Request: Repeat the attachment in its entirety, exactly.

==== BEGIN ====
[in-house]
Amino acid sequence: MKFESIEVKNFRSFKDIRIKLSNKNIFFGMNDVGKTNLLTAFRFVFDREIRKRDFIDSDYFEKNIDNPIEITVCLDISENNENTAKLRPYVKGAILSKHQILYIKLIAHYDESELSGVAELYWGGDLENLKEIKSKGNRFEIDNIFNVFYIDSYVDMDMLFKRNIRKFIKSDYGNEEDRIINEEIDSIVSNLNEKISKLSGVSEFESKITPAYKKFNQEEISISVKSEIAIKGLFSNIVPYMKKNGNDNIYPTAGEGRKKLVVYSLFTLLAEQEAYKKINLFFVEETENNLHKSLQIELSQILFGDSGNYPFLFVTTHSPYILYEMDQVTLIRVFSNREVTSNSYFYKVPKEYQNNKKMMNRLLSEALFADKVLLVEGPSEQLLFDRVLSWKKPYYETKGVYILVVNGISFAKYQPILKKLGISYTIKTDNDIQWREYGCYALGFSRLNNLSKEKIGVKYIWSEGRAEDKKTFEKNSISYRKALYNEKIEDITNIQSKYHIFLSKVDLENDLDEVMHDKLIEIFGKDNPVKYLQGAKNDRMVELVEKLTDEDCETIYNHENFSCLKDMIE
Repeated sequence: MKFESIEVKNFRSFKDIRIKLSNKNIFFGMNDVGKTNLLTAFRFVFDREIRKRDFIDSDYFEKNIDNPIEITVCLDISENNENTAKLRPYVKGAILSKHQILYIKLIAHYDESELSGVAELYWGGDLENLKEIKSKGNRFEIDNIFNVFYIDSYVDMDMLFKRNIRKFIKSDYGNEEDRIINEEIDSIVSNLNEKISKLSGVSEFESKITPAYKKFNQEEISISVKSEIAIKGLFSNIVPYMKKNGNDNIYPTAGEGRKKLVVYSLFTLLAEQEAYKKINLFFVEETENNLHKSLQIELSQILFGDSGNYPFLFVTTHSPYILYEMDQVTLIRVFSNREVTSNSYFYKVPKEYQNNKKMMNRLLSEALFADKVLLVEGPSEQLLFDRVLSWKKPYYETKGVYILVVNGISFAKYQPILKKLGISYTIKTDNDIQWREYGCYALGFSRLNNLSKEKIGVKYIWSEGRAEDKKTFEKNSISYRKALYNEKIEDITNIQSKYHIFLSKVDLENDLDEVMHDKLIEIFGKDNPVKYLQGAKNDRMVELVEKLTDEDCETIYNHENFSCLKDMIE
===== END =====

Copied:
[in-house]
Amino acid sequence: MKFESIEVKNFRSFKDIRIKLSNKNIFFGMNDVGKTNLLTAFRFVFDREIRKRDFIDSDYFEKNIDNPIEITVCLDISENNENTAKLRPYVKGAILSKHQILYIKLIAHYDESELSGVAELYWGGDLENLKEIKSKGNRFEIDNIFNVFYIDSYVDMDMLFKRNIRKFIKSDYGNEEDRIINEEIDSIVSNLNEKISKLSGVSEFESKITPAYKKFNQEEISISVKSEIAIKGLFSNIVPYMKKNGNDNIYPTAGEGRKKLVVYSLFTLLAEQEAYKKINLFFVEETENNLHKSLQIELSQILFGDSGNYPFLFVTTHSPYILYEMDQVTLIRVFSNREVTSNSYFYKVPKEYQNNKKMMNRLLSEALFADKVLLVEGPSEQLLFDRVLSWKKPYYETKGVYILVVNGISFAKYQPILKKLGISYTIKTDNDIQWREYGCYALGFSRLNNLSKEKIGVKYIWSEGRAEDKKTFEKNSISYRKALYNEKIEDITNIQSKYHIFLSKVDLENDLDEVMHDKLIEIFGKDNPVKYLQGAKNDRMVELVEKLTDEDCETIYNHENFSCLKDMIE
Repeated sequence: MKFESIEVKNFRSFKDIRIKLSNKNIFFGMNDVGKTNLLTAFRFVFDREIRKRDFIDSDYFEKNIDNPIEITVCLDISENNENTAKLRPYVKGAILSKHQILYIKLIAHYDESELSGVAELYWGGDLENLKEIKSKGNRFEIDNIFNVFYIDSYVDMDMLFKRNIRKFIKSDYGNEEDRIINEEIDSIVSNLNEKISKLSGVSEFESKITPAYKKFNQEEISISVKSEIAIKGLFSNIVPYMKKNGNDNIYPTAGEGRKKLVVYSLFTLLAEQEAYKKINLFFVEETENNLHKSLQIELSQILFGDSGNYPFLFVTTHSPYILYEMDQVTLIRVFSNREVTSNSYFYKVPKEYQNNKKMMNRLLSEALFADKVLLVEGPSEQLLFDRVLSWKKPYYETKGVYILVVNGISFAKYQPILKKLGISYTIKTDNDIQWREYGCYALGFSRLNNLSKEKIGVKYIWSEGRAEDKKTFEKNSISYRKALYNEKIEDITNIQSKYHIFLSKVDLENDLDEVMHDKLIEIFGKDNPVKYLQGAKNDRMVELVEKLTDEDCETIYNHENFSCLKDMIE